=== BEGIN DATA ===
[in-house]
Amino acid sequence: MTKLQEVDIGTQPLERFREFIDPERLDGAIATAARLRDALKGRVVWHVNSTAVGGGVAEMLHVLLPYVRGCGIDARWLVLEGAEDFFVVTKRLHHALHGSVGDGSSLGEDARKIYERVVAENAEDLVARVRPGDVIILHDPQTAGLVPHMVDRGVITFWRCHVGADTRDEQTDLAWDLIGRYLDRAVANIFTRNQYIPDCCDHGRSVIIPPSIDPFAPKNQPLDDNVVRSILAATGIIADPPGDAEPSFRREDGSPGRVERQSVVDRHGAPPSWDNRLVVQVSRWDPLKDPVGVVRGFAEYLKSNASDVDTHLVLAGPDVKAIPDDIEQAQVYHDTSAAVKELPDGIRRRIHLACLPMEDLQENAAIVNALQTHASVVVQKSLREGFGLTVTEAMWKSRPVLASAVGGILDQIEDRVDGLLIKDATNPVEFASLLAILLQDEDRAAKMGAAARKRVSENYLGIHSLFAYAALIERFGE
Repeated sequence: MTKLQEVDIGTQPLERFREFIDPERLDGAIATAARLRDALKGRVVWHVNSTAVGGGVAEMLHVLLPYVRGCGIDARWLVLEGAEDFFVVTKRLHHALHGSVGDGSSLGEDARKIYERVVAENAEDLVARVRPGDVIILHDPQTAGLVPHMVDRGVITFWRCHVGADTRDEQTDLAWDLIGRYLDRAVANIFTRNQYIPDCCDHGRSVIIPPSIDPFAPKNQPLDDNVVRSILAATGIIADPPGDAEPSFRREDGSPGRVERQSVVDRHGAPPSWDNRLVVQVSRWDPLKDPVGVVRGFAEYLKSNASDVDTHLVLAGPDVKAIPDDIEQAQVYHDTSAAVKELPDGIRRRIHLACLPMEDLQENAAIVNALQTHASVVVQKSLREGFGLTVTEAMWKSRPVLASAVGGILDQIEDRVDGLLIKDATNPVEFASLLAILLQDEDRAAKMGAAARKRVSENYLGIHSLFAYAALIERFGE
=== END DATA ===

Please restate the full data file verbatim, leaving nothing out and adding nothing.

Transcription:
[in-house]
Amino acid sequence: MTKLQEVDIGTQPLERFREFIDPERLDGAIATAARLRDALKGRVVWHVNSTAVGGGVAEMLHVLLPYVRGCGIDARWLVLEGAEDFFVVTKRLHHALHGSVGDGSSLGEDARKIYERVVAENAEDLVARVRPGDVIILHDPQTAGLVPHMVDRGVITFWRCHVGADTRDEQTDLAWDLIGRYLDRAVANIFTRNQYIPDCCDHGRSVIIPPSIDPFAPKNQPLDDNVVRSILAATGIIADPPGDAEPSFRREDGSPGRVERQSVVDRHGAPPSWDNRLVVQVSRWDPLKDPVGVVRGFAEYLKSNASDVDTHLVLAGPDVKAIPDDIEQAQVYHDTSAAVKELPDGIRRRIHLACLPMEDLQENAAIVNALQTHASVVVQKSLREGFGLTVTEAMWKSRPVLASAVGGILDQIEDRVDGLLIKDATNPVEFASLLAILLQDEDRAAKMGAAARKRVSENYLGIHSLFAYAALIERFGE
Repeated sequence: MTKLQEVDIGTQPLERFREFIDPERLDGAIATAARLRDALKGRVVWHVNSTAVGGGVAEMLHVLLPYVRGCGIDARWLVLEGAEDFFVVTKRLHHALHGSVGDGSSLGEDARKIYERVVAENAEDLVARVRPGDVIILHDPQTAGLVPHMVDRGVITFWRCHVGADTRDEQTDLAWDLIGRYLDRAVANIFTRNQYIPDCCDHGRSVIIPPSIDPFAPKNQPLDDNVVRSILAATGIIADPPGDAEPSFRREDGSPGRVERQSVVDRHGAPPSWDNRLVVQVSRWDPLKDPVGVVRGFAEYLKSNASDVDTHLVLAGPDVKAIPDDIEQAQVYHDTSAAVKELPDGIRRRIHLACLPMEDLQENAAIVNALQTHASVVVQKSLREGFGLTVTEAMWKSRPVLASAVGGILDQIEDRVDGLLIKDATNPVEFASLLAILLQDEDRAAKMGAAARKRVSENYLGIHSLFAYAALIERFGE